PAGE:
- Date: 1957
- Medium: oil on canvas
- Dimensions: 119.7 x 134.6 cm
- Credit Line: Purchased with a Canada Council Matching Grant and Acquisitions Funds, 1960
- Permanent Collection ID: 60.A.67
Desert Rim finds Jock Macdonald at the height of his artistic powers. At the time, MacDonald was still a member of the Painters Eleven, a loosely formed group that included such artists as Harold Town, Alexandra Luke and Kazuo Nakamura. With Painters Eleven, Macdonald increased his profile through exhibitions across Canada and in the United States. He also gained a like-minded circle of colleagues with whom he could discuss strategies of pushing Canadian art to new frontiers. The Group disbanded in the fall of 1960, the year that Macdonald died.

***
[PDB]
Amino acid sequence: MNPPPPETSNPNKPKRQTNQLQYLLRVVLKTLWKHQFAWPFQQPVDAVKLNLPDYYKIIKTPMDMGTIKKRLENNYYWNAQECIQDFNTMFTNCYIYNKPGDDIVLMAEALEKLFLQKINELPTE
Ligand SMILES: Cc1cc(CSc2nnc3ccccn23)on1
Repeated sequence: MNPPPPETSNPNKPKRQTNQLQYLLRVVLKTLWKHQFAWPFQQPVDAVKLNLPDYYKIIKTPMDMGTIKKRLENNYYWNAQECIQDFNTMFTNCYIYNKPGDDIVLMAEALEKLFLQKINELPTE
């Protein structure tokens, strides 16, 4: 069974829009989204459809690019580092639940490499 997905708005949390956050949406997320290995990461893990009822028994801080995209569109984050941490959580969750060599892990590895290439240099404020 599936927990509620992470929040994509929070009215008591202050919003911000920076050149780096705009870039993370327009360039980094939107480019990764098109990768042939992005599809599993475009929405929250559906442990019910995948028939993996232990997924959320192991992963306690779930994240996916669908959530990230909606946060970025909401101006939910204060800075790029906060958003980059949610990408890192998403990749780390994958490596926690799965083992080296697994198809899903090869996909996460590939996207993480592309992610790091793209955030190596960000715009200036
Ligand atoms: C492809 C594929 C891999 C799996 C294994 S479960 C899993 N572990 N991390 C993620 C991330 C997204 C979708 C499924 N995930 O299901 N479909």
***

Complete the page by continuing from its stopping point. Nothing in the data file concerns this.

Scottish by birth, Jock Macdonald came to painting relatively late in life. He was trained in wood carving and textile design at the Edinburgh College of Art and, after immigrating to Canada in 1926, accepted a post as Head of Design at the Vancouver School of Decorative and Applied Arts. Only after meeting FH Varley, most famously a member of the Group of Seven, did Macdonald learn to paint in oils. Though his first canvases were representational, he became progressively abstract from about 1934-onwards, channelling his burgeoning interest in Theosophy and the writings of Wassily Kandinsky into his art. More and more, he aimed to express the spirit of nature rather than its surface forms—an aim shared by fellow Theosophist and painter Lawren Harris. Macdonald also had a lasting influence as a teacher, counting among his students sculptor Walter Redinger and painter Alexandra Luke.